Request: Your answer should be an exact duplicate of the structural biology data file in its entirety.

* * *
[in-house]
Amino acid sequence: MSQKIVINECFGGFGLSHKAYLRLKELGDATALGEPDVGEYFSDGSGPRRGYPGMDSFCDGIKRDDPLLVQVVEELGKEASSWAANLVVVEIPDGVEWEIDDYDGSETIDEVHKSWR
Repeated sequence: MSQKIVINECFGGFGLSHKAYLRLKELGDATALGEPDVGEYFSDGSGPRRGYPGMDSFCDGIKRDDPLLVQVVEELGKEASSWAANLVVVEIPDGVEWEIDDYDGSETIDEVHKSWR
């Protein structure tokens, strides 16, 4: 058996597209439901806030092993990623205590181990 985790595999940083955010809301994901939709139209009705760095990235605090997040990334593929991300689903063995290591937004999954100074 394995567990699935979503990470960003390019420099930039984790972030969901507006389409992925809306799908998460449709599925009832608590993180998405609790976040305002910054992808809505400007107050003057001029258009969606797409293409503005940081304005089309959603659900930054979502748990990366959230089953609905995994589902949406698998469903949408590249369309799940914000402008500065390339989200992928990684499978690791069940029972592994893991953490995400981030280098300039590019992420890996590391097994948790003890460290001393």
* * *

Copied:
[in-house]
Amino acid sequence: MSQKIVINECFGGFGLSHKAYLRLKELGDATALGEPDVGEYFSDGSGPRRGYPGMDSFCDGIKRDDPLLVQVVEELGKEASSWAANLVVVEIPDGVEWEIDDYDGSETIDEVHKSWR
Repeated sequence: MSQKIVINECFGGFGLSHKAYLRLKELGDATALGEPDVGEYFSDGSGPRRGYPGMDSFCDGIKRDDPLLVQVVEELGKEASSWAANLVVVEIPDGVEWEIDDYDGSETIDEVHKSWR
């Protein structure tokens, strides 16, 4: 058996597209439901806030092993990623205590181990 985790595999940083955010809301994901939709139209009705760095990235605090997040990334593929991300689903063995290591937004999954100074 394995567990699935979503990470960003390019420099930039984790972030969901507006389409992925809306799908998460449709599925009832608590993180998405609790976040305002910054992808809505400007107050003057001029258009969606797409293409503005940081304005089309959603659900930054979502748990990366959230089953609905995994589902949406698998469903949408590249369309799940914000402008500065390339989200992928990684499978690791069940029972592994893991953490995400981030280098300039590019992420890996590391097994948790003890460290001393």